No (work)place for bullies: Stop a co-worker from bullying you

No (work)place for bullies: Stop a co-worker from bullying you

It turns out bullying is not just child's play.

Adults are commonly bullied, too. A 2010 survey showed more than one-third of employees, 35 percent, experienced bullying at work at some time, said Heather Geerts, clinical director of Rochester's Zumbro Valley Mental Health Center.

Verbal abuse, offensive behaviors, threats, intimidation and humiliation are all forms of workplace bullying.

Bullying, Geerts said, is carried out by individuals or groups, and is characterized as any kind of persistent, aggressive or unreasonable behavior against a co-worker. Sometimes these repeated mistreatments are health-harming.

So, if you get bullied at work, what can you do?


Situations vary, so "the first step is always to work with your human resources department to figure out what policies are in place for your particular agency," Geerts said. However, Workforce Bullying Institute surveys suggest responses to bullying are often ineffective. 

For example, confronting the bully successfully stops unwanted behavior only a little more than 3 percent of the time. An Australian study suggests employers are the ones who should take action and treat bullying like other occupational risks by identifying the hazard, assessing the risk, controlling it, then evaluating and reviewing the process.

If you don't have HR, Geerts said, follow company policy to find a designated supervisor. Below are selected bullying-related topics Geerts shared.

What does bullying include? Aggressive stares, laughing at the person, rolling eyes in response to a person, gestures, behaving in a way that makes it appear you will "come at" a co-worker, knocking something over to make a person trip, bumping into someone to cause him or her to drop something. 

Why does coworker bullying happen? To elicit fear, keep victim's self esteem low, prevent from demonstrating superior skills. Often, bullies themselves have low self esteem and lash out to make others look bad — and improve the bully's self image. Often, a bully has a diagnosable mental health issue, such as narcissism with self-aggrandizement. That means, clinically, he or she doesn't care how someone else feels — other people "are there to serve their needs." The bully is not able to understand that what they are doing is hurting someone else. That's why bullying can get out of hand.

When should you seek help? Has your anxiety about being bullied become so troubling you consider skipping work or actually take sick time? Are you depressed? Are you having anxiety attacks at work? Do you have to leave because of anxiety about facing the bully? Are you having nightmares, flashbacks and PTSD-like symptoms? Are you using drugs or alcohol to cope? Are you having thoughts about hurting yourself or other people who are bullying you? If any of the above are happening, seek help from HR, a supervisor or a therapist. If a supervisor is the bully, follow the chain of command.

What do you need to do?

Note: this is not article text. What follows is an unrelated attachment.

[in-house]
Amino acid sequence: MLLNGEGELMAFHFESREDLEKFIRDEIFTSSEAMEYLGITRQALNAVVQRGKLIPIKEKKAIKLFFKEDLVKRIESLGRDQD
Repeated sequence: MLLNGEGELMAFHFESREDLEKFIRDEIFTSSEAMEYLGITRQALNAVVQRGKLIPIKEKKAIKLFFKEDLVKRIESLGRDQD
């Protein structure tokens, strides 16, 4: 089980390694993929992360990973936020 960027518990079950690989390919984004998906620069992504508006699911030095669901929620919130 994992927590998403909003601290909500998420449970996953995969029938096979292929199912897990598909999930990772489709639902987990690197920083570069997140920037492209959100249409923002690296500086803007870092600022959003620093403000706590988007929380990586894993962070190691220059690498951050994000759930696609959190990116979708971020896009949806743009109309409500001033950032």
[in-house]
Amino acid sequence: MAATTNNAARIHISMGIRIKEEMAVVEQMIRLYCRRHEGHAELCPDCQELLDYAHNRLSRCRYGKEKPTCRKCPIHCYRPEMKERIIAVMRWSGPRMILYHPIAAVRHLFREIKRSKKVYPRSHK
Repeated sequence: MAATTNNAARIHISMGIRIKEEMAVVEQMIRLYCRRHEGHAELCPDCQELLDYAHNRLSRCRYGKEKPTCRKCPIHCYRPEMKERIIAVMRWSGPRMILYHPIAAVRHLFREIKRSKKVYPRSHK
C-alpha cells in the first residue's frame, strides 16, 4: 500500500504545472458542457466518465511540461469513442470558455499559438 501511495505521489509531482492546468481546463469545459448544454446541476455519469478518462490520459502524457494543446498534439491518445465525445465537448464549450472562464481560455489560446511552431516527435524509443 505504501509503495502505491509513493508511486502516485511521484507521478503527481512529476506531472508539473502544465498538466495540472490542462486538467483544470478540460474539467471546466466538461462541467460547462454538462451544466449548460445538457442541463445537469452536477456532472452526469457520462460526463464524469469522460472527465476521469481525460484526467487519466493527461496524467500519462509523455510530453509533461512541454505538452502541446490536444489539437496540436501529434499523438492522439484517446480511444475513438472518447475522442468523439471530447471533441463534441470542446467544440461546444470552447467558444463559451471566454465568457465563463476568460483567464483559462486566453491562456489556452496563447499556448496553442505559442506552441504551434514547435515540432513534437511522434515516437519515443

1. Learn about your company's policies and procedures related to bullying. They might require specific actions on your part.


2. Document what actions are taking place and when.

3. Work with human resources on the best course of action to address the bullying.

What can you say? The first step in healthy conflict management is ask the person to stop the bullying behavior. Say something like, "I'm sorry, but that really hurt my feelings" or "I felt like that was hurtful, can you please stop?" Whether that will be effective will depend upon the situation. Some individuals, not having realized that their words or behaviors were hurtful, will immediately and sincerely apologize — and the behavior will not happen again.

What can you do as a witness or company leader? Your company should develop a specific plan ahead of time and you should understand it. The healthiest action is to support the target of bullying. Also, do not join in and reinforce the bullying behaviors.

Can you avoid the bully, or is excluding that person from from lunch bullying, too? It comes down to purpose. Are you trying to avoid that person to make him or her feel isolated, alone, humiliated or embarrassed? That's bullying. Or, are you avoiding the person because you don't want any longer to encounter the negativity the other employee displays toward you? That's an appropriate response. Again, perception plays a role. Someone might witness a behavior and not think it's bullying. But the person who experiences the behavior day after day might.

How do you know the difference between constructive criticism and bullying? Bullying repeats over time. Although the victim's perception plays a role, a worker's behavior toward another qualifies as bullying if it is meant to be abusive, threatening, humiliating or intimidating.

How do you know if you are the bully? Do people shy away from work with you? Do people not join your conversation? Do people appear afraid when near you? Or do they appear as if they're not sure what to say, because they're not sure how you're going to take it? 

What's OK and what's not? Ask yourself how would it make me feel? If you wonder if you should say something, maybe you shouldn't.

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